In 1906 it was reported that a “well-designed Turkish bath [which] forms one of the departments of the public baths” had been “recently erected. The Old Kent Road Baths were the only public bath in London which had Turkish bath facilities at the time. The baths were intended to include two swimming baths, each measuring 75 feet (23 m) by 30 feet (9.1 m), 30 first-class 44 second-class slipper baths for men, eight first-class and 16 second-class slipper baths for women, and five rain douche and spray baths. The 1923 Municipal Year Book noted the “great success” of Turkish and Russian baths on Old Kent Road. In 1913-4 alone, the Old Kent Baths were used by 188,336 private bathers, 14,687 of which used its Russian, Turkish, or special electric baths. 1
Victorian Old Kent Road also accommodated two libraries, around 39 pubs, a range of department stores including Carters.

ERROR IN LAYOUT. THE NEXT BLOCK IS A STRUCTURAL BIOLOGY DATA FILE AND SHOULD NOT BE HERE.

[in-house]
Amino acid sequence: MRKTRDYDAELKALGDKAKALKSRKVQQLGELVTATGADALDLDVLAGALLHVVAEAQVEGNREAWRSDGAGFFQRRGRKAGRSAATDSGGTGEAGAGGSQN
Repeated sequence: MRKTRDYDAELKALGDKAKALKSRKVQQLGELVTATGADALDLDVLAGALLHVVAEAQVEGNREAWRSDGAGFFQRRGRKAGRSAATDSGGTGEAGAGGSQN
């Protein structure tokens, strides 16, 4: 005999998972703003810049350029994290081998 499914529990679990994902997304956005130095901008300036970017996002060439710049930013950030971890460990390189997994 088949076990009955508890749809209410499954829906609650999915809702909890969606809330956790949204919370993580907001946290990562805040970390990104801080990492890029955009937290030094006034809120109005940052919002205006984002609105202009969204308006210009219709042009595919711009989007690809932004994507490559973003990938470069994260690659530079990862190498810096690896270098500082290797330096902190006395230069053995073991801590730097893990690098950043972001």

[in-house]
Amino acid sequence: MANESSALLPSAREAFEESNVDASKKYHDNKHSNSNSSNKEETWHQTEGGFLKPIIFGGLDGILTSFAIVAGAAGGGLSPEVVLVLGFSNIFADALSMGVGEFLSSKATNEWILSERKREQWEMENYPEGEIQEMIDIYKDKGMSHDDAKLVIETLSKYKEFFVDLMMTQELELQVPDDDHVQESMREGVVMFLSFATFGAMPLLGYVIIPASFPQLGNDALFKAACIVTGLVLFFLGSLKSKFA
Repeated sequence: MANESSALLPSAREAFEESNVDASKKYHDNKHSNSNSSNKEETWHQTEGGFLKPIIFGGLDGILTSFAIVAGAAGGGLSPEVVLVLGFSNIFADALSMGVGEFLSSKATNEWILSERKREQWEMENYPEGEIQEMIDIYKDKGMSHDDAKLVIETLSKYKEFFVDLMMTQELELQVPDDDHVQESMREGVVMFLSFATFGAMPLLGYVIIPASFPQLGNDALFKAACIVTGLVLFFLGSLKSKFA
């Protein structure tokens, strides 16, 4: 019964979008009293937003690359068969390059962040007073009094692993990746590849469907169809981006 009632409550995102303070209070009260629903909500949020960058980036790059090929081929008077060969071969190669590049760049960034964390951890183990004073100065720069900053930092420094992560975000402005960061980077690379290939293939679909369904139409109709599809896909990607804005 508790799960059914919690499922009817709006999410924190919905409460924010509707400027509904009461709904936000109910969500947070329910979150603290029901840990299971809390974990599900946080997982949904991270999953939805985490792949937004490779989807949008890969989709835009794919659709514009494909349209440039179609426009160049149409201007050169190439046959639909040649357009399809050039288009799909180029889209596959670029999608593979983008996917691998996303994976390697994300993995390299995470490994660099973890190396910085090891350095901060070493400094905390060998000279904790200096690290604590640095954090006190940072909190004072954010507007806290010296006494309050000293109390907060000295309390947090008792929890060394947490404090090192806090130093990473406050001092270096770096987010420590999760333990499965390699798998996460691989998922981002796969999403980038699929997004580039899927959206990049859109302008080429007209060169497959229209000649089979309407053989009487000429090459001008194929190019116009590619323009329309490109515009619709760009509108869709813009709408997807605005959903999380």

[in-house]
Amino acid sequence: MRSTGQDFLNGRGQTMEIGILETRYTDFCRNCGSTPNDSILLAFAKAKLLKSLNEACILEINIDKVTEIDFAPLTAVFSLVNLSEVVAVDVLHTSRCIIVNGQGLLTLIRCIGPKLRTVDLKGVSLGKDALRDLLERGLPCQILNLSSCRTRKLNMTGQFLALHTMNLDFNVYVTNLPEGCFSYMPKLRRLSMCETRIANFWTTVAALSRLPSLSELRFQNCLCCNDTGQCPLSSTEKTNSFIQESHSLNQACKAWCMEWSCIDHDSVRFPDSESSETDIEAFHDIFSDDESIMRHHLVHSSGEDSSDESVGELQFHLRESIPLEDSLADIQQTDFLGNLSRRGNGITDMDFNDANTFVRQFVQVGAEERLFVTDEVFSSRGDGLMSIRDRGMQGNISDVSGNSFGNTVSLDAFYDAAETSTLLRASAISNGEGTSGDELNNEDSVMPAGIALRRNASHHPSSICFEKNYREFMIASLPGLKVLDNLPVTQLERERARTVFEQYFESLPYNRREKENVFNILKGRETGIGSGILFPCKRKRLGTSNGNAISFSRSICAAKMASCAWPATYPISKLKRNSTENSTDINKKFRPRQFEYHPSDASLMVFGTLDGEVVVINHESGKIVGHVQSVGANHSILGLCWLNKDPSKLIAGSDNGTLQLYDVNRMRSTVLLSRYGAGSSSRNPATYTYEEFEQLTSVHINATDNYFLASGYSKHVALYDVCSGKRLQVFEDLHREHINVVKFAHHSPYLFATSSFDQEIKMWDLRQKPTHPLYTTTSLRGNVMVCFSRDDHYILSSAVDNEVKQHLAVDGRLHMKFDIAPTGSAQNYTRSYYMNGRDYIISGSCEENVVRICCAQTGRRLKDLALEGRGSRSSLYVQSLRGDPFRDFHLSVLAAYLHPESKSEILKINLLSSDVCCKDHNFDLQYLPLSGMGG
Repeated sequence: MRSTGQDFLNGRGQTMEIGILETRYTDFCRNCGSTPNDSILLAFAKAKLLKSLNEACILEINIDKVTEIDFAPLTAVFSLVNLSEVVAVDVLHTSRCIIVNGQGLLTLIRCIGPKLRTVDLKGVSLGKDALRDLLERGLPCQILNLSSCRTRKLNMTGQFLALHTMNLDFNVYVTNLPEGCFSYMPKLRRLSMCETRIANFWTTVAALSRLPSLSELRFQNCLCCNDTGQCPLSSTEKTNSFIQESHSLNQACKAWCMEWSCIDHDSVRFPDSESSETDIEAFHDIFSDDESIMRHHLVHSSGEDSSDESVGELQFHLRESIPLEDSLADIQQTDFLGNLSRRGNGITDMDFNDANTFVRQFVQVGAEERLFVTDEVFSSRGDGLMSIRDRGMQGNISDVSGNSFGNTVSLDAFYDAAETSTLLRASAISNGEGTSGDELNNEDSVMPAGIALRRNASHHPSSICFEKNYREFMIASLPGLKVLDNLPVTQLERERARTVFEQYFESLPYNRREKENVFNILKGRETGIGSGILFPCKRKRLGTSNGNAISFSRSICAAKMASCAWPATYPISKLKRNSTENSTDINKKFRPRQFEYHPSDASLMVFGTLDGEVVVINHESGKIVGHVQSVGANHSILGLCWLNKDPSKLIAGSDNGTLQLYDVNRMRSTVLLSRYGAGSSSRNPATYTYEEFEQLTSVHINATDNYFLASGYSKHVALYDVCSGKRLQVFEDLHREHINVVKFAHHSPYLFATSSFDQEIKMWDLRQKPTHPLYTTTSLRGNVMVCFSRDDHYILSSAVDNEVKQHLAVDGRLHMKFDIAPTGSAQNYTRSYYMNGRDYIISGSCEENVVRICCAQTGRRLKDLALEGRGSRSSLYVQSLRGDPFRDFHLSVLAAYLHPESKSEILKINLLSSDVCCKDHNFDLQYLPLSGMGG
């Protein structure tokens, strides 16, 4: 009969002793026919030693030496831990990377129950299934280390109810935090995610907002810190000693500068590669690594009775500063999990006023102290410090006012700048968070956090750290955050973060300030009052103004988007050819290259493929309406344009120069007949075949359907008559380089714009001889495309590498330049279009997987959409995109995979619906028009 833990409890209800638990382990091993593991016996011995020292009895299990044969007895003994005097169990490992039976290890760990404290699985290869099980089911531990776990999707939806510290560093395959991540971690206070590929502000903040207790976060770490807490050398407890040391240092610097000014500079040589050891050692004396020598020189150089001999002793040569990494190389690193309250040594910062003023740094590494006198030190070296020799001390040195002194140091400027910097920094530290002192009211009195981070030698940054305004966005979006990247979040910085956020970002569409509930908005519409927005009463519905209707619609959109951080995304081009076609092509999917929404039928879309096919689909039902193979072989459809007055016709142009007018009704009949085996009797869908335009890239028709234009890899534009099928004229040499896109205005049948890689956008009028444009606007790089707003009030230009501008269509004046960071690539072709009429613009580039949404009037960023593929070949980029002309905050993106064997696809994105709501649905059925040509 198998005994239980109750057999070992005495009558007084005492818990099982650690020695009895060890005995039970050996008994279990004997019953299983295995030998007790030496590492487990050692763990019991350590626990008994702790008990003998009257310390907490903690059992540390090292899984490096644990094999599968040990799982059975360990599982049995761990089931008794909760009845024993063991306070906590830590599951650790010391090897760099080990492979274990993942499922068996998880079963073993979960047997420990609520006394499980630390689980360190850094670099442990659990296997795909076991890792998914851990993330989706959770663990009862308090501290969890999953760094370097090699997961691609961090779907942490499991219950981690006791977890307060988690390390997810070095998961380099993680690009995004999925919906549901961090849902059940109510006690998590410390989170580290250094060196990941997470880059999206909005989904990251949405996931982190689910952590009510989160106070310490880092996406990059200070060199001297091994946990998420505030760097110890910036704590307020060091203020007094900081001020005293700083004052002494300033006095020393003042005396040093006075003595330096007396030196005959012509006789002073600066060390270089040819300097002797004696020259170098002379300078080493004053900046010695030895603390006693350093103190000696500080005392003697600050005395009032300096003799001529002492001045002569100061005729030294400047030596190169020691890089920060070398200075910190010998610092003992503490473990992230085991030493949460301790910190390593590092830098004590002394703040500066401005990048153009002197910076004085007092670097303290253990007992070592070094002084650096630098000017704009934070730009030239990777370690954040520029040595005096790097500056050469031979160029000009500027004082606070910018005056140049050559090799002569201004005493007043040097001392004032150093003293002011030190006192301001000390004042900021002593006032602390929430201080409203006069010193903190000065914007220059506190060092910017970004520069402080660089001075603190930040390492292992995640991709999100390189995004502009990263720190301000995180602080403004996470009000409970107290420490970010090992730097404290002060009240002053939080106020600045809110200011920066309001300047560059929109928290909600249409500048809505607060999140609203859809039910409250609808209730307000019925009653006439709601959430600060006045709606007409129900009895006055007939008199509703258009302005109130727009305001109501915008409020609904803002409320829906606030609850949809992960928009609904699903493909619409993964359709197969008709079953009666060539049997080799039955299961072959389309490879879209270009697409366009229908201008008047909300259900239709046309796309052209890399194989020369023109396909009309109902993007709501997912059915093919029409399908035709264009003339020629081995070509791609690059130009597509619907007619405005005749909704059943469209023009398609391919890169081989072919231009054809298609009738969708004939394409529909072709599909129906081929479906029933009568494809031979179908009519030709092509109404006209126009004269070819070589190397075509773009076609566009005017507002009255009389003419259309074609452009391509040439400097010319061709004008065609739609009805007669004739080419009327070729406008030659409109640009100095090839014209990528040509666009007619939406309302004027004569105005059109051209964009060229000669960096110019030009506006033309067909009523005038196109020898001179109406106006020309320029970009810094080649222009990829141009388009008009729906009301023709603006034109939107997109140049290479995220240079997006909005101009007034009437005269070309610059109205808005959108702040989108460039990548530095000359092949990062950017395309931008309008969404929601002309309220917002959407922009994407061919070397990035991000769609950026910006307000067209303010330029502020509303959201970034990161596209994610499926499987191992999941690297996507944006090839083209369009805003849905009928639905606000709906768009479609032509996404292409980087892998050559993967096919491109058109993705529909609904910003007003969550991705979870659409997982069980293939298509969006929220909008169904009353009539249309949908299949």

During the 19th and 20th century, the industrial and working class makeup of Old Kent Road also made it a haven for entertainment, pub brawls, organised crime and violence. The notorious Richardson’s operated in the area, and boxing clubs (including the Thomas A Beckett) based around Old Kent Road became popular.
C20th: In the 20th century, much of the property was demolished for urban redevelopment, including the post WW2 creation of Burgess Park as part of the County of London Plan in 1943. In 1968, a flyover opened at the road’s northern end, allowing direct access onto the New Kent Road catering for the main flow of traffic. During the 1970s, run-down Victorian properties on and around Old Kent Road were demolished in order to make way for new housing estates.
In the 80s and 90s Southwark Borough Council did not consider Old Kent Road to fit the characteristics of an urban town centre, and consequently large retail parks more in character of out-of-town schemes have been developed over earlier properties. Pubs and other places of entertainment on Old Kent Road have been gradually closing since the 1980s.